• appellation •
Part of Speech: Noun, proper
Meaning: A name, title, or other designation by which someone or something is called or identified.
Notes: Today's Good Word often trips up spellers because of its double double letters: two Ps and two Ls. In this respect it is like accommodate and millennium. Be careful. Its adjective is appellative "related to names or naming", as an appellative process. This word is related to appeal and, consequently, to appellate as in appellate court in ways discussed in today's Word History.
In Play: Today's word is better than simple name when you wish to point out that a name carries some special meaning: "I am afraid that Prudence is a captive of her own appellation, never driving over 50 miles per hour." This term is often applied to product names, especially wines: "Well, this wine may contain 'Pinot noir' in its appellation, but if you drink it, you may pinot more." However, it is never, never applied to mountains in the eastern United States (as sometimes occurs in college term papers); those are the Appalachian Mountains.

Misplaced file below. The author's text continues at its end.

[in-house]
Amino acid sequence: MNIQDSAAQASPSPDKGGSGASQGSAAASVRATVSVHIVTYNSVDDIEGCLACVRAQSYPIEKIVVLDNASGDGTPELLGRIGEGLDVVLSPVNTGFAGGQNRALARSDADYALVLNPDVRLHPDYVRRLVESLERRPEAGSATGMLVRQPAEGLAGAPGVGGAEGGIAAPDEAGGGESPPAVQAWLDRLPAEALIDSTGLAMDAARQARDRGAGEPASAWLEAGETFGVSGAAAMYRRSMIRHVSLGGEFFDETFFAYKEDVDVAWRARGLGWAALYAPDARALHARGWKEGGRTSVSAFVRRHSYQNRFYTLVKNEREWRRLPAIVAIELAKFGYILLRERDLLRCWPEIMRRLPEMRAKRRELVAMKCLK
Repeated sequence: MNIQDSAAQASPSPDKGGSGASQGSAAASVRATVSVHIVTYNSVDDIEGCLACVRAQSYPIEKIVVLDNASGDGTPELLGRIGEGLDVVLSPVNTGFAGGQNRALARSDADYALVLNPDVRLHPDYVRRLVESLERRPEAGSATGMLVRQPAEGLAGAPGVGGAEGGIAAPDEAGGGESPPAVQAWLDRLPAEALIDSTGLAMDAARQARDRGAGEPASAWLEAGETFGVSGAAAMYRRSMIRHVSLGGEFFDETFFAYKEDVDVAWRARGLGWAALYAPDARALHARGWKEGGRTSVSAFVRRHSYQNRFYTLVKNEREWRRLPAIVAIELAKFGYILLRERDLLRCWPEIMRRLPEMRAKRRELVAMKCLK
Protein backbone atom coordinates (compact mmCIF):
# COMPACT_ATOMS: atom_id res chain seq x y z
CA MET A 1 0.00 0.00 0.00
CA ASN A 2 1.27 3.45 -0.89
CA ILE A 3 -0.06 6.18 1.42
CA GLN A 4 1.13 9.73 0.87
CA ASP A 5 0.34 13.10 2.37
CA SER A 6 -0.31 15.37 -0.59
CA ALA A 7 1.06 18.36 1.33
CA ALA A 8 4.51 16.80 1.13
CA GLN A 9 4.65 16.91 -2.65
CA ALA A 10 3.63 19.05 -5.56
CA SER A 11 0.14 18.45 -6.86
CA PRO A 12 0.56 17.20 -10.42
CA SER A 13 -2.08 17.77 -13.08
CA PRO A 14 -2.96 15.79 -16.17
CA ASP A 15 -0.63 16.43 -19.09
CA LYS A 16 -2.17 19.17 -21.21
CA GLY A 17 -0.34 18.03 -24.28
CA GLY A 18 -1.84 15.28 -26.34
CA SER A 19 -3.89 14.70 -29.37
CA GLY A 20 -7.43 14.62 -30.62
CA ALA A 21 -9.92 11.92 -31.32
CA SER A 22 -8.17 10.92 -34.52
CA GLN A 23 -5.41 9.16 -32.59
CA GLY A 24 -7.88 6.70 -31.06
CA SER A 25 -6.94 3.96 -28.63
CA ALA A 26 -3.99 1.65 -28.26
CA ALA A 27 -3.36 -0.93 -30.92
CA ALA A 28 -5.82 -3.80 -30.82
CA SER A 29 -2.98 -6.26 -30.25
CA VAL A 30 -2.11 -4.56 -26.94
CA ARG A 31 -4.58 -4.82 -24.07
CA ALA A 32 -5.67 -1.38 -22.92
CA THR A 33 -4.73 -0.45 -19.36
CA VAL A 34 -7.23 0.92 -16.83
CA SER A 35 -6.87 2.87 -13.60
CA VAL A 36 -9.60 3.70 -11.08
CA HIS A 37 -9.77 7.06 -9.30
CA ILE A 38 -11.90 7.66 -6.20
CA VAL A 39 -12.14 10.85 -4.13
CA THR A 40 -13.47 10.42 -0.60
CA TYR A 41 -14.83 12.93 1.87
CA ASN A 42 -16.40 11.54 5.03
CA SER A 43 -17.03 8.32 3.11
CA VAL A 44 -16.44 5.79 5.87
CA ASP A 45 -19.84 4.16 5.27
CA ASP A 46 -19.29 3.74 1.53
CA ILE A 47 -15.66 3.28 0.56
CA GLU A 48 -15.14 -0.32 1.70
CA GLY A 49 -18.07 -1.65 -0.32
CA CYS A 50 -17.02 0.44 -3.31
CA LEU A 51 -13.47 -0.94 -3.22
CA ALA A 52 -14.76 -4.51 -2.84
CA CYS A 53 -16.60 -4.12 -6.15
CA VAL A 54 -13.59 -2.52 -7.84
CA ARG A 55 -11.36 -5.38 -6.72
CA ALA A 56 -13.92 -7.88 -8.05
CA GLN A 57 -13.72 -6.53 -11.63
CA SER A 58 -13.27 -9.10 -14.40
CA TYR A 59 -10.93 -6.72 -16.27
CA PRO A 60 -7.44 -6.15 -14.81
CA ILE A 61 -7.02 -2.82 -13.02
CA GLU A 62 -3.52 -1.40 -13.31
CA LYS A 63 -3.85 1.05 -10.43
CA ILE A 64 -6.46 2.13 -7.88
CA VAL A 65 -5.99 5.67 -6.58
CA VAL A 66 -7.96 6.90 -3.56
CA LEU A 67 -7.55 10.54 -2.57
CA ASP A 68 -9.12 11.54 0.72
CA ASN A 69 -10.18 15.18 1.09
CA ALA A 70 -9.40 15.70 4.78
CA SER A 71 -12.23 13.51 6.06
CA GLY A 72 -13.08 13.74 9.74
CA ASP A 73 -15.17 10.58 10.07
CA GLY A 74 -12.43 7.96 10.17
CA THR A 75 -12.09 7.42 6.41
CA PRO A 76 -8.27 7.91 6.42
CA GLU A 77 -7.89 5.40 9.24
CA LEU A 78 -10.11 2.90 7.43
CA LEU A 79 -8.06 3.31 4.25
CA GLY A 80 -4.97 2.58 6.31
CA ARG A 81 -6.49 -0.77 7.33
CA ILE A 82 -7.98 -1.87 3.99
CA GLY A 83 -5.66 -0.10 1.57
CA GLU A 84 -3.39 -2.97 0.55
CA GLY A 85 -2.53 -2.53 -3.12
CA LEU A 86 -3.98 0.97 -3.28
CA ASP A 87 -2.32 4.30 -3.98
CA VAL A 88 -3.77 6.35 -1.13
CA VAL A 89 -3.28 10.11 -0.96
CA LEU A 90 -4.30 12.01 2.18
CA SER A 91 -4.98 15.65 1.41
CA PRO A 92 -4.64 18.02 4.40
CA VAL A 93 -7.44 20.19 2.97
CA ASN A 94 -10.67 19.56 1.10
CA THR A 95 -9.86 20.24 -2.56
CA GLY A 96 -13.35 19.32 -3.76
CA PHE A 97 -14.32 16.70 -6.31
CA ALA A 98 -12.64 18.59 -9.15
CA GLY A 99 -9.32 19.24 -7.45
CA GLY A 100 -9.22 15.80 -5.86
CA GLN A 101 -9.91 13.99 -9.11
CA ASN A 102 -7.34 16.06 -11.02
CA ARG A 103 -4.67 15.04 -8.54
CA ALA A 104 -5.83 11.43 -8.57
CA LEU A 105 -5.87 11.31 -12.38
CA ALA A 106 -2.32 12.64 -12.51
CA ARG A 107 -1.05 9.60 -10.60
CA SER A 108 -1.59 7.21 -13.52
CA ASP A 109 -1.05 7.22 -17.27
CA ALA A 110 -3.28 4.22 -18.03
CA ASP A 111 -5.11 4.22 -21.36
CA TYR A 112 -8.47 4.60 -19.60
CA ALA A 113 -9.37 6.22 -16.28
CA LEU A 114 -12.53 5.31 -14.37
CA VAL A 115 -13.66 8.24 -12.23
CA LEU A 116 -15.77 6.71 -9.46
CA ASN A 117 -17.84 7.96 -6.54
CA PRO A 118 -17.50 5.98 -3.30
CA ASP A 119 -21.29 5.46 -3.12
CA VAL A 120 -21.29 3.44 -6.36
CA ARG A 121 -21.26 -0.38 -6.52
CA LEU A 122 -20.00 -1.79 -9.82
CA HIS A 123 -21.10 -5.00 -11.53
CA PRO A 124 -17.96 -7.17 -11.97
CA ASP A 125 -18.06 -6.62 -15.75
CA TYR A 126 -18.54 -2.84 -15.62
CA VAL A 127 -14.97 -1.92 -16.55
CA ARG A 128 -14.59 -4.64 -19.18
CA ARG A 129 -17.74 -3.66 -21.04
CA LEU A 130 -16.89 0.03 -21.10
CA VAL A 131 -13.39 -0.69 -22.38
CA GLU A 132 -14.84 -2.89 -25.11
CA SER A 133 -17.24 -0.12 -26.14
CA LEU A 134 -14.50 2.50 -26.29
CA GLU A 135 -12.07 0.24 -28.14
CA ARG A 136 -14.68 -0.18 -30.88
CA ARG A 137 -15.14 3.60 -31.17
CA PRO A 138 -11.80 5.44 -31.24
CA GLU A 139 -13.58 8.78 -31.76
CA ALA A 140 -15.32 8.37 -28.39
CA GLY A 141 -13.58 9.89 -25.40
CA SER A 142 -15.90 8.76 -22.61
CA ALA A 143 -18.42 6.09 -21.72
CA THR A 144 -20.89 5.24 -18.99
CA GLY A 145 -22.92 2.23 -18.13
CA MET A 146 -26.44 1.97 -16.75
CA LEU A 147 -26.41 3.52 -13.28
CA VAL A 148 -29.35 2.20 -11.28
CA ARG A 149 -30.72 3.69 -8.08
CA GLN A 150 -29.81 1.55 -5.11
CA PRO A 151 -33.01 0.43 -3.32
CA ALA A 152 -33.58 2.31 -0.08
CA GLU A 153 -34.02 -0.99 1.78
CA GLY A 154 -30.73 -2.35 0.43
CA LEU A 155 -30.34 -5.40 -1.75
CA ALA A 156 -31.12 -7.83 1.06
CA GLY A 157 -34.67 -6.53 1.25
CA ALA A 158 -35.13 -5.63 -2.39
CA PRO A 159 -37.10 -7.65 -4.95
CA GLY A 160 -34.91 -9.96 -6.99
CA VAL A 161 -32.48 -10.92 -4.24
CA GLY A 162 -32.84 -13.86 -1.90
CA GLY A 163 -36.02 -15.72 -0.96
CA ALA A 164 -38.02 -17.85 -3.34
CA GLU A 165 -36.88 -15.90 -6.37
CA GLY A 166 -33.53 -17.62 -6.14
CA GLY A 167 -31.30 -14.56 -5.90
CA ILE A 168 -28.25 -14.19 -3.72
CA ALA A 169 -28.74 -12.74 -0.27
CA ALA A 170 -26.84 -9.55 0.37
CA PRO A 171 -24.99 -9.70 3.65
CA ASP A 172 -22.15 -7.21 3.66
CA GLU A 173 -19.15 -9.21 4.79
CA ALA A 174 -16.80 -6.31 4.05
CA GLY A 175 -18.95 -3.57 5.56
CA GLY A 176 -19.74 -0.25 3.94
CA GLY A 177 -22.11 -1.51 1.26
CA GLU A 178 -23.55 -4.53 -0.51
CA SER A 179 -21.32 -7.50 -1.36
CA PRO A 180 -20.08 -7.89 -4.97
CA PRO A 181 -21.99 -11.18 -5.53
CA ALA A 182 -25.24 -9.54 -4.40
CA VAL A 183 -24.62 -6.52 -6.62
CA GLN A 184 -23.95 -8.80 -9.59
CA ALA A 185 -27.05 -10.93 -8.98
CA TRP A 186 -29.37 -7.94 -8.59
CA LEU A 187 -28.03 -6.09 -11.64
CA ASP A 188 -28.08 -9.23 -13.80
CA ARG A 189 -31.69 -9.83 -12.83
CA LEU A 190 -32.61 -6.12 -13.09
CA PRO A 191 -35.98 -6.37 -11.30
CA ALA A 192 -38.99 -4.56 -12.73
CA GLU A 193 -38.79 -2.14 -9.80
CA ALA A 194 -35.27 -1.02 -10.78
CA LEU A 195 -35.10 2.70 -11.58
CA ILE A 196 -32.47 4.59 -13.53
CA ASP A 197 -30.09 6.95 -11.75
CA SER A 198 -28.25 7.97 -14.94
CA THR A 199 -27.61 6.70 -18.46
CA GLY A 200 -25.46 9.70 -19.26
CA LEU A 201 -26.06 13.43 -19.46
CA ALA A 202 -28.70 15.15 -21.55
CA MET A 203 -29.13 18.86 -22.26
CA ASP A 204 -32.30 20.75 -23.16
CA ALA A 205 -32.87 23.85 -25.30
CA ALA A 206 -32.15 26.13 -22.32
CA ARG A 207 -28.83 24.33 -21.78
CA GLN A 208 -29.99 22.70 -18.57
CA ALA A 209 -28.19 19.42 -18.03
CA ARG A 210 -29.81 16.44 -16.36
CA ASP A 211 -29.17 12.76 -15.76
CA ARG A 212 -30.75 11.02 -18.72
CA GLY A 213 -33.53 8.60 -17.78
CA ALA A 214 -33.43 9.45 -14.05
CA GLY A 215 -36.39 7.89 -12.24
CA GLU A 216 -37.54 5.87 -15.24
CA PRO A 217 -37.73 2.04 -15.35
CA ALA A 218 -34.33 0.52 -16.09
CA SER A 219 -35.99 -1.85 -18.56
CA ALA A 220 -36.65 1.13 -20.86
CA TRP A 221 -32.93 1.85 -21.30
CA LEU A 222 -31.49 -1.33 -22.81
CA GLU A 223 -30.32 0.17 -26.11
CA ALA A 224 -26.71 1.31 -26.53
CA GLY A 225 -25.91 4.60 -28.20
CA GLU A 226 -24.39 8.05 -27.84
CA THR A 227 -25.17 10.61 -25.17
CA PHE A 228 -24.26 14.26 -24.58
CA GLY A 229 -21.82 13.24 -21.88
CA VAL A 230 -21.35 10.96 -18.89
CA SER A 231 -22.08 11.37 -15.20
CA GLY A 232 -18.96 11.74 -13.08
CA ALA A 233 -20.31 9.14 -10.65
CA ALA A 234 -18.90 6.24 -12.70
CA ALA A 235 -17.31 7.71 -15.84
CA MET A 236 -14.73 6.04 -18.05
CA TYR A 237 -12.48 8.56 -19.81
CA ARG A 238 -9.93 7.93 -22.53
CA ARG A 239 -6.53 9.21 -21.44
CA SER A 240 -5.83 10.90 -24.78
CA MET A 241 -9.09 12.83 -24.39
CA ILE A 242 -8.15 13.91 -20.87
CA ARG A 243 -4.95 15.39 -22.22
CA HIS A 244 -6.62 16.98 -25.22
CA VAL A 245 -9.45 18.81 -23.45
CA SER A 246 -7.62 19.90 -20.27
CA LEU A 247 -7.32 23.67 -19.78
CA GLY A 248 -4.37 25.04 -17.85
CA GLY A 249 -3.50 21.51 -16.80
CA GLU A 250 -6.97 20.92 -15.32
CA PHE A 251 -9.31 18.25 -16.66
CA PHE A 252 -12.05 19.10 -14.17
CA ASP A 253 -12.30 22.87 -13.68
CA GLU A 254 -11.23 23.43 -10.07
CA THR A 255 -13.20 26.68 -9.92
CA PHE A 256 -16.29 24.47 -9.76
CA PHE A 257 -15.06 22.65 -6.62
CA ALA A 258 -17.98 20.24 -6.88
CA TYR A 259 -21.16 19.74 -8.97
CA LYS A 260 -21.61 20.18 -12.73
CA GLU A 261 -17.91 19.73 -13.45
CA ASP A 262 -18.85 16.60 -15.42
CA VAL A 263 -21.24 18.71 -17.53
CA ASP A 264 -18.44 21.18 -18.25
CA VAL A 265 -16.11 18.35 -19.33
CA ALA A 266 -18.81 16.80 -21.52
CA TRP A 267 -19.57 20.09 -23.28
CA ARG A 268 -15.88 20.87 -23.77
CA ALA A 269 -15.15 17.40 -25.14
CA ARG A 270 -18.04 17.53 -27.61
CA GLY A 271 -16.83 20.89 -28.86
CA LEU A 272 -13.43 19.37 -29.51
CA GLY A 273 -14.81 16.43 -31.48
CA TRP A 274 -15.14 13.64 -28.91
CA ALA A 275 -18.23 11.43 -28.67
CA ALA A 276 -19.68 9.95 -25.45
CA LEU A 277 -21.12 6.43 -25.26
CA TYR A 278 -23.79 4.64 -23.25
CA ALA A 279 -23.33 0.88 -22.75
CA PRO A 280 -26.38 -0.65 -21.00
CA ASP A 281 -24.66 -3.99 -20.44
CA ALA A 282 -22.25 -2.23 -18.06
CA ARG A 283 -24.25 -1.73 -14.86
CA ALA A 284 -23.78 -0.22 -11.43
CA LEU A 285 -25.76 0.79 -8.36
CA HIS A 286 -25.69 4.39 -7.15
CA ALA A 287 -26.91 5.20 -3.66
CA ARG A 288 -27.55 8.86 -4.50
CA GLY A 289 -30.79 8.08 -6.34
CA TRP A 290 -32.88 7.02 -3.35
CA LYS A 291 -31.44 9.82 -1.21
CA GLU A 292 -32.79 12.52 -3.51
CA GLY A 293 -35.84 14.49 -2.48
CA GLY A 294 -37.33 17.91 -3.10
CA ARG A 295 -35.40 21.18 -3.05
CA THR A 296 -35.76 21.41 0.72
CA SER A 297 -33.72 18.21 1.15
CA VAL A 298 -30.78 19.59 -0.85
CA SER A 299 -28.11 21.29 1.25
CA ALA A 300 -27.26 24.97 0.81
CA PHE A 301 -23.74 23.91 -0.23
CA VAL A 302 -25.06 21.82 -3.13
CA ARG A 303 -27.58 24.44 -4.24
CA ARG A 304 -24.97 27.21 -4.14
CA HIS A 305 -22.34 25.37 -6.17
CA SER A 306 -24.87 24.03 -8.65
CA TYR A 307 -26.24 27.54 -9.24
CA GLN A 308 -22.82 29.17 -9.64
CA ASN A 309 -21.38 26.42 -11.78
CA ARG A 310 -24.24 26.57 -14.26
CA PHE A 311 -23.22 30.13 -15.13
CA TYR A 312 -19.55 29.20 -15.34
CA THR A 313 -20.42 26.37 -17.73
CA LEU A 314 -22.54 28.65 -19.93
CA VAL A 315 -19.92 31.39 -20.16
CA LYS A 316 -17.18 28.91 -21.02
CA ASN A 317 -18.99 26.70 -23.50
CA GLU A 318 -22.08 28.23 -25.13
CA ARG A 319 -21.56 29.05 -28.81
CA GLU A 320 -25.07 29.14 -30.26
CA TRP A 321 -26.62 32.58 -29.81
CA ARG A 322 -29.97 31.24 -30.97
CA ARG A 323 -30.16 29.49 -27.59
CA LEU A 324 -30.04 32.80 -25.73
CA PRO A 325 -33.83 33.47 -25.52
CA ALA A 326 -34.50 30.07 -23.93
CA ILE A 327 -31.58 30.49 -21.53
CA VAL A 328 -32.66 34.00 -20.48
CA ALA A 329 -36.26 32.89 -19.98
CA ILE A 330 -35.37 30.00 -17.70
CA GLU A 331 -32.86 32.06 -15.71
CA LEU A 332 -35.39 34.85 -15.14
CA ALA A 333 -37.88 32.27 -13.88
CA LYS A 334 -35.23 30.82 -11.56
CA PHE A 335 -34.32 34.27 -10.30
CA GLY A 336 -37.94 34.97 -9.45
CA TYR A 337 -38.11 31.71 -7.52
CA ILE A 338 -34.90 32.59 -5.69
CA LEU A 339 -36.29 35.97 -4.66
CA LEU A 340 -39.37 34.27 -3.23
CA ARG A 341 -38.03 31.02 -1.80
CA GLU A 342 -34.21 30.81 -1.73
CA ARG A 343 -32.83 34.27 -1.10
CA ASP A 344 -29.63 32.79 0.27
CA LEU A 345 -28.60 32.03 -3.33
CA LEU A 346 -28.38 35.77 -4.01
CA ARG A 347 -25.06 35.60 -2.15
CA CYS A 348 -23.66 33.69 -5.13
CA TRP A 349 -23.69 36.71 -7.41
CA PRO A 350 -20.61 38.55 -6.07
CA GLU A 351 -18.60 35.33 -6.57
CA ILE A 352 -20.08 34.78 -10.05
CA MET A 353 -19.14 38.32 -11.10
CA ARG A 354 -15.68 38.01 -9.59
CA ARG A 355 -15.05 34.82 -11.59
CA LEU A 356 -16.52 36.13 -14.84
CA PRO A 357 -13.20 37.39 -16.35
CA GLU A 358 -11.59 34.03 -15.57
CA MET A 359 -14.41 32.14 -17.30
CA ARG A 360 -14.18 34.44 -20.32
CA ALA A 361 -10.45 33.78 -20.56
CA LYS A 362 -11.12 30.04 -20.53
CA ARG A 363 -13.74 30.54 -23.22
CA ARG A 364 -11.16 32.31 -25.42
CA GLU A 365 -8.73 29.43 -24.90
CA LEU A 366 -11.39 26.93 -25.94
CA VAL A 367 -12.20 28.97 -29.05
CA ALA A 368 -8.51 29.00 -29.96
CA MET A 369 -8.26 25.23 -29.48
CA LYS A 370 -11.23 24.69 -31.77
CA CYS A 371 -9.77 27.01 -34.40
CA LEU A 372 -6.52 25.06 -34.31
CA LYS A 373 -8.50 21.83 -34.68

Word History: Today's Good Word comes from French appellation, the descendant of Latin appellatio(n), the noun from the verb appellare "to call, to entreat." This verb is a combination of ad "up to, before" + pellare "to push, beat, propel." An appeal is something pushed before an authority while an appellation is an abstraction applied to some object. The past participle of pellare is pulsus, the source of English pulse, a kind of beating. The root of pellare came directly into Old English via Old Germanic as fealt, which reached us as felt, a material made by pushing or compacting fibers together rather than by weaving them.
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